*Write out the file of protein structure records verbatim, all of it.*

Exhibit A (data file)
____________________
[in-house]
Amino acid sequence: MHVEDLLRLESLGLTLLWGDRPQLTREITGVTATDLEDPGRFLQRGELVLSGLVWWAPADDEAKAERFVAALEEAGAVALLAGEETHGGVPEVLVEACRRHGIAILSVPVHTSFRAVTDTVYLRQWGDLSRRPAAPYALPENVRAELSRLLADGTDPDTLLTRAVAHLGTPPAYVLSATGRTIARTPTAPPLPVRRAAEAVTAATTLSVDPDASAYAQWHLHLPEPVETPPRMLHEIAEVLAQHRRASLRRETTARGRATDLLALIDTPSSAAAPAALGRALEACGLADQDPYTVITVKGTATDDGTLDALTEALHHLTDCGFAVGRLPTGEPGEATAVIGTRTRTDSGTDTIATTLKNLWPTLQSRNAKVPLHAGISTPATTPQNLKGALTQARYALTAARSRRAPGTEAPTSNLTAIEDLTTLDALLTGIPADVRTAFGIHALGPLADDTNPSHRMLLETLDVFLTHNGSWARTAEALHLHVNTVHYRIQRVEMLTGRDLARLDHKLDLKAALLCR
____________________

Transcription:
[in-house]
Amino acid sequence: MHVEDLLRLESLGLTLLWGDRPQLTREITGVTATDLEDPGRFLQRGELVLSGLVWWAPADDEAKAERFVAALEEAGAVALLAGEETHGGVPEVLVEACRRHGIAILSVPVHTSFRAVTDTVYLRQWGDLSRRPAAPYALPENVRAELSRLLADGTDPDTLLTRAVAHLGTPPAYVLSATGRTIARTPTAPPLPVRRAAEAVTAATTLSVDPDASAYAQWHLHLPEPVETPPRMLHEIAEVLAQHRRASLRRETTARGRATDLLALIDTPSSAAAPAALGRALEACGLADQDPYTVITVKGTATDDGTLDALTEALHHLTDCGFAVGRLPTGEPGEATAVIGTRTRTDSGTDTIATTLKNLWPTLQSRNAKVPLHAGISTPATTPQNLKGALTQARYALTAARSRRAPGTEAPTSNLTAIEDLTTLDALLTGIPADVRTAFGIHALGPLADDTNPSHRMLLETLDVFLTHNGSWARTAEALHLHVNTVHYRIQRVEMLTGRDLARLDHKLDLKAALLCR